The Salt of the Earth
Recently we studied the beatitudes in Jesus' Sermon on the Mount (Matt. 5-7). Therein, Jesus taught His disciples where true joy is found. The Lord then continued His address to the people, speaking on the subjects of influence and duties.

He declared in Matthew 5:13 - "You are the salt of the earth; but if the salt loses is flavor, how shall it be seasoned? It is then good for nothing but to be thrown out and trampled underfoot by men."

Jesus metaphorically referred to His followers as "the salt of the earth." What exactly does this mean? In order to fully comprehend the Messiah's statement, one must be aware of some qualities that salt possesses.

(1) Salt is a flavoring agent. This is perhaps the most commonly recognized use of salt. Who hasn't used salt to improve the taste of food that is otherwise bland?

(2) Salt is a preserving agent. Salt that is added to fresh meat will act as a preservative; it will help delay the decay process. The practice of salting meats has been used for ages.

(3) Salt increases thirst. One of my favorite soups is cheese soup. However, after consuming several bowls of the delicious soup, my body will crave fluids for the rest of the evening! The salt contained in the cheese noticeably increases my thirst.

(4) Salt melts ice. During winter months, many people use various mixtures of salt to melt ice on roads, driveways, and sidewalks.

(5) Salt irritates. Have you ever been working outside under the hot sun and had sweat run into your eyes? It stings, doesn't it? The salt contained in sweat is an irritant.

(6) Salt has destructive power. A few years ago, we had to replace certain portions of the sidewalk at the church building due to concrete damage that had been caused by heavy salting over many winters. Salt is certainly powerful stuff. Using a little bit will melt the ice, but using a lot can ruin your sidewalk! Too much salt will also harm or kill living things, such as grass, slugs, etc.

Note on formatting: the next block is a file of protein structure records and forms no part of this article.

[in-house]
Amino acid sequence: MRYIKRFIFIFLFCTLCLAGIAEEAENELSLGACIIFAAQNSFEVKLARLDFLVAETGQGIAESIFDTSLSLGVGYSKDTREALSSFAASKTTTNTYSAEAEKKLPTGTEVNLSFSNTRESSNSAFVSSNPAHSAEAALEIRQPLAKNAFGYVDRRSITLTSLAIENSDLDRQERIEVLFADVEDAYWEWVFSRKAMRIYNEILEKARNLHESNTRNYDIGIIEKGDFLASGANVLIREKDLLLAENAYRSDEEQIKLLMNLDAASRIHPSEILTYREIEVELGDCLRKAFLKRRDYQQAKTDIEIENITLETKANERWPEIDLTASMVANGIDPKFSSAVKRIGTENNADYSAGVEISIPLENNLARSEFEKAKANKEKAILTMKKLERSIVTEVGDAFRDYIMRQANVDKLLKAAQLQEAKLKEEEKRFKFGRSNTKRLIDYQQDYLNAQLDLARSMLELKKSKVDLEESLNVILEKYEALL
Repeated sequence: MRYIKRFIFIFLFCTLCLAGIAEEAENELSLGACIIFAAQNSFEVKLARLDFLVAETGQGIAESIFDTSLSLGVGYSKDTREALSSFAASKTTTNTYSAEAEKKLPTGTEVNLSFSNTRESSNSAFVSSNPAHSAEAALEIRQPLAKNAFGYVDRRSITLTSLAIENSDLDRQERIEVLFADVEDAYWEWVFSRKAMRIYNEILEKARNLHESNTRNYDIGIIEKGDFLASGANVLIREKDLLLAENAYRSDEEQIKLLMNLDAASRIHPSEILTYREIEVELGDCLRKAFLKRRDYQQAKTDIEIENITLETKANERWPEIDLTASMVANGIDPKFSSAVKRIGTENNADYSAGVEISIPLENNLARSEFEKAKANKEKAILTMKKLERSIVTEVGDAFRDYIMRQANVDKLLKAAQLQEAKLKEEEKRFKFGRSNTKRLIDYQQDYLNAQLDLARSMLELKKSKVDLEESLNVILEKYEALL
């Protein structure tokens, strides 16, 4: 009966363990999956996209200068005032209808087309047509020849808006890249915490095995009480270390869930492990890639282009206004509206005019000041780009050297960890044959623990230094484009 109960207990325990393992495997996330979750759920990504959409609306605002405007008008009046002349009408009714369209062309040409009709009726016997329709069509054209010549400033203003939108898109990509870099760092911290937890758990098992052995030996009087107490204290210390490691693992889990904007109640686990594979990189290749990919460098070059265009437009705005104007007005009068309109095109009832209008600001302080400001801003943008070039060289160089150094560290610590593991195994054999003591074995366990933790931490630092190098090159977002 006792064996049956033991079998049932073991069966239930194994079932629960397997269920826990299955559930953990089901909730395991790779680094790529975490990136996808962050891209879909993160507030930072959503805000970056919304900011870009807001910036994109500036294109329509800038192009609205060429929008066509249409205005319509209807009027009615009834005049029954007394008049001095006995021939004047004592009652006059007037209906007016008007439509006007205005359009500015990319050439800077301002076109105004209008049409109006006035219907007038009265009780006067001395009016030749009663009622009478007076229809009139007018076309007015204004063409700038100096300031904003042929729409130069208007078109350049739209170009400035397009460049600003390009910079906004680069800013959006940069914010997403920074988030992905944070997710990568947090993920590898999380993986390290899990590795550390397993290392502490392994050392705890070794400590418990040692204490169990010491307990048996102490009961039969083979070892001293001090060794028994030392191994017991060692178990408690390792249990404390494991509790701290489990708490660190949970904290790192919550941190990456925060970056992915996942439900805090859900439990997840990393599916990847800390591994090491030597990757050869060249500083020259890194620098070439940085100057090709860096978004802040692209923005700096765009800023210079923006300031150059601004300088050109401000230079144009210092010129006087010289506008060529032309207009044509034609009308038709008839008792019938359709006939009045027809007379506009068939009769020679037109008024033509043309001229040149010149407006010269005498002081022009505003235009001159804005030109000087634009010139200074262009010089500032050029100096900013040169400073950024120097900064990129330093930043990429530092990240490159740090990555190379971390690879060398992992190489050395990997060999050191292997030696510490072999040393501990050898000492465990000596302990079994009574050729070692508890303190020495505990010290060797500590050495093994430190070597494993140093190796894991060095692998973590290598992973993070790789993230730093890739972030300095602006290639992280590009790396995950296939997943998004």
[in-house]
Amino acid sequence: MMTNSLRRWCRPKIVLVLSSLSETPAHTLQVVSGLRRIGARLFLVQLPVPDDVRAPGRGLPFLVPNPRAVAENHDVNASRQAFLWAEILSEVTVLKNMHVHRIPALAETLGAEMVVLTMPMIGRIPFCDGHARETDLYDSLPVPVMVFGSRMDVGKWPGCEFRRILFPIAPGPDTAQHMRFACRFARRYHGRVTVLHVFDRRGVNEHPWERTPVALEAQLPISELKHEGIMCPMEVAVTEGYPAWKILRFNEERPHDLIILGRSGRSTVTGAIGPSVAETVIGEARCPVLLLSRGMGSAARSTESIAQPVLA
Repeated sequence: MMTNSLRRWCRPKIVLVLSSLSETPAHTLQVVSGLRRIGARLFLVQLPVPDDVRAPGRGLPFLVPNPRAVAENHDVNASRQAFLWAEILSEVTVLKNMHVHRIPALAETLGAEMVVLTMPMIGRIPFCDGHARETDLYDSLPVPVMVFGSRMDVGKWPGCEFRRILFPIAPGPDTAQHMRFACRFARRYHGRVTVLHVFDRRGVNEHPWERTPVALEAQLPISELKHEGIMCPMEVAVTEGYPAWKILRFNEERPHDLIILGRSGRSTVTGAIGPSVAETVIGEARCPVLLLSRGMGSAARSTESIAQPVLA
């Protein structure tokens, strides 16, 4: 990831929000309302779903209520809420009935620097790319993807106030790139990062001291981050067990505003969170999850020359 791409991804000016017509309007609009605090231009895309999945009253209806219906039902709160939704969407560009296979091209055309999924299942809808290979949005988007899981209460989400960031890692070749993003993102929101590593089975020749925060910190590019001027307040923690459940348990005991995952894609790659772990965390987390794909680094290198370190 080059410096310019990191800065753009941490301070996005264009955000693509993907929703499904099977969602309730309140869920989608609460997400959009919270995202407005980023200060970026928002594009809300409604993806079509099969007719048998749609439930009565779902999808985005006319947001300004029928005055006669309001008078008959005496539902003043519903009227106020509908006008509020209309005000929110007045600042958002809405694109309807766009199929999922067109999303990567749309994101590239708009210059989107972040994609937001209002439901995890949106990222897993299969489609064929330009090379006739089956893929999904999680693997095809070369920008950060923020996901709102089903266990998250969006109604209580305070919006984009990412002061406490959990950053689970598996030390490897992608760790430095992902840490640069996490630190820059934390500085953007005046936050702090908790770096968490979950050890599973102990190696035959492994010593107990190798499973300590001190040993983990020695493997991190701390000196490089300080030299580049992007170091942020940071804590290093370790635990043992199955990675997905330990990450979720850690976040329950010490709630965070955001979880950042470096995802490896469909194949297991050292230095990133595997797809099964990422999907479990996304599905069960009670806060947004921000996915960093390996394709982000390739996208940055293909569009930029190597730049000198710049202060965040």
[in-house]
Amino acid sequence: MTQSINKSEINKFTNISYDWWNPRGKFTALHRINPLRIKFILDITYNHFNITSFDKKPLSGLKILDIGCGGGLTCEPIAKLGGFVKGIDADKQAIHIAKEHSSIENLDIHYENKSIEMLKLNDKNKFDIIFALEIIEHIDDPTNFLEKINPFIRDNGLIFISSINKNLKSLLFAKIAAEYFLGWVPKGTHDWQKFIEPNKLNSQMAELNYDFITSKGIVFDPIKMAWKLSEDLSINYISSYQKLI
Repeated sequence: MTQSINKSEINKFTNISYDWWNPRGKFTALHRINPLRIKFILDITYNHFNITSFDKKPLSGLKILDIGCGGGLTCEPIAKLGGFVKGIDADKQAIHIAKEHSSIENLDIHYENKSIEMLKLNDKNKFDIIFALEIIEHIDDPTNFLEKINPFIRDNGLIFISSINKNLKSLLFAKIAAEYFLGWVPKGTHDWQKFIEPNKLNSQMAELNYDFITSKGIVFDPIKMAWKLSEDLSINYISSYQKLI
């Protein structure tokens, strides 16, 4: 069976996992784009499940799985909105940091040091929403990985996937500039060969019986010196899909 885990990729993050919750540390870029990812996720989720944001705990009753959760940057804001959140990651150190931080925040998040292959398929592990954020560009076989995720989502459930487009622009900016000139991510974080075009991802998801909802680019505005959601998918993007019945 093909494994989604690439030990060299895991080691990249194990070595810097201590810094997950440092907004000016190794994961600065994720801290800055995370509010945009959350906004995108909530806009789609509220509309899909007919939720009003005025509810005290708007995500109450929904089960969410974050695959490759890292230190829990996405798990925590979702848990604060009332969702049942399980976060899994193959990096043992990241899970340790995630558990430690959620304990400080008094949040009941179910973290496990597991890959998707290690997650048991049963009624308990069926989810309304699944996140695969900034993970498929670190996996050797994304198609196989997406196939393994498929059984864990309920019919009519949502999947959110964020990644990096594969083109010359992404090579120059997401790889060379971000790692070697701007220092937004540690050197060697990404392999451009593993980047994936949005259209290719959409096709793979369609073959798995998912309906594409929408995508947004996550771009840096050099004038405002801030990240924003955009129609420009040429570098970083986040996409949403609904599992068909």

Admittedly, although we understand these attributes and usages of salt today, it is likely that the major thrust of Jesus' point pertained to salt as a flavoring agent (note His use of the word "seasoned" in the verse). One who is striving to follow Jesus will make the world a better place in much the same way that salt helps certain foods taste better. For instance, in Acts 2:47 the disciples were described as "praising God and having favor with all the people." Without a doubt, they added something good to society.

It is possible for salt to lose its flavor. Normally this should not happen, but it will if the salt becomes contaminated with impurities (e.g., dirt). Jesus is issuing a warning here. A disciple can lose the qualities that make him valuable before God as "salt" if he is not careful to remain separate from harmful impurities like sin (II Cor. 6:17). If a Christian becomes contaminated with impurity, then he is "good for nothing" in service to the Lord--at least not until he comes back to Him and seeks forgiveness on God's terms. A Christian ought to be pure and kind in thoughts, deeds, and speech (cf. Col. 4:6). Such a one will have a preserving affect on righteousness and godliness, as salt preserves food and helps prevent spoiling. He will endeavor, as salt, to remove (or melt) any hindrances that could cause others who are searching for Christ to stumble. However, in the process, he, like salt, may irritate some. Though this is not his purpose, when one lives for God and stands up for His cause, some will undoubtedly be rubbed the wrong way. It is also true that followers of the Lord, like salt, have the potential to cause destruction if they come in contact with the wrong things--namely, sin. Christians should endeavor to destroy sin from their lives. They should be a force against evil. Finally, a faithful disciple should also cause others to thirst for righteousness (cf. Matt. 5:6), as salt itself causes physical thirst.

What about you, friend? Are you the salt of the earth? Does your life manifest these qualities we've considered, or have you become contaminated with sin?